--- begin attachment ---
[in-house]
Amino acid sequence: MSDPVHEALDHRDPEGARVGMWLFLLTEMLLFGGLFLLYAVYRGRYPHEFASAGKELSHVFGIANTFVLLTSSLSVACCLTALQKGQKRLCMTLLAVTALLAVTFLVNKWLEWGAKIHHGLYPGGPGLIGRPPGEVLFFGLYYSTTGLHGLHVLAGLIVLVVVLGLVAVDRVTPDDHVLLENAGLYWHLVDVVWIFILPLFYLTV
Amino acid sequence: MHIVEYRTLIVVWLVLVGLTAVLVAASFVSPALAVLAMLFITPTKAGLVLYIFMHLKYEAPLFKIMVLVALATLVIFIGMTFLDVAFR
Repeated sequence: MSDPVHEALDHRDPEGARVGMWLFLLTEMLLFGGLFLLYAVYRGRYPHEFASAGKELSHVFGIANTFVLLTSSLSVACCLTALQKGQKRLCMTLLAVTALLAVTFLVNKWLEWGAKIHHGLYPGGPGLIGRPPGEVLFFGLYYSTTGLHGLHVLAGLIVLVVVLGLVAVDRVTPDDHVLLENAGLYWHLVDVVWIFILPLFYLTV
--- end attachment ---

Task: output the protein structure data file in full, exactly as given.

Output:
[in-house]
Amino acid sequence: MSDPVHEALDHRDPEGARVGMWLFLLTEMLLFGGLFLLYAVYRGRYPHEFASAGKELSHVFGIANTFVLLTSSLSVACCLTALQKGQKRLCMTLLAVTALLAVTFLVNKWLEWGAKIHHGLYPGGPGLIGRPPGEVLFFGLYYSTTGLHGLHVLAGLIVLVVVLGLVAVDRVTPDDHVLLENAGLYWHLVDVVWIFILPLFYLTV
Amino acid sequence: MHIVEYRTLIVVWLVLVGLTAVLVAASFVSPALAVLAMLFITPTKAGLVLYIFMHLKYEAPLFKIMVLVALATLVIFIGMTFLDVAFR
Repeated sequence: MSDPVHEALDHRDPEGARVGMWLFLLTEMLLFGGLFLLYAVYRGRYPHEFASAGKELSHVFGIANTFVLLTSSLSVACCLTALQKGQKRLCMTLLAVTALLAVTFLVNKWLEWGAKIHHGLYPGGPGLIGRPPGEVLFFGLYYSTTGLHGLHVLAGLIVLVVVLGLVAVDRVTPDDHVLLENAGLYWHLVDVVWIFILPLFYLTV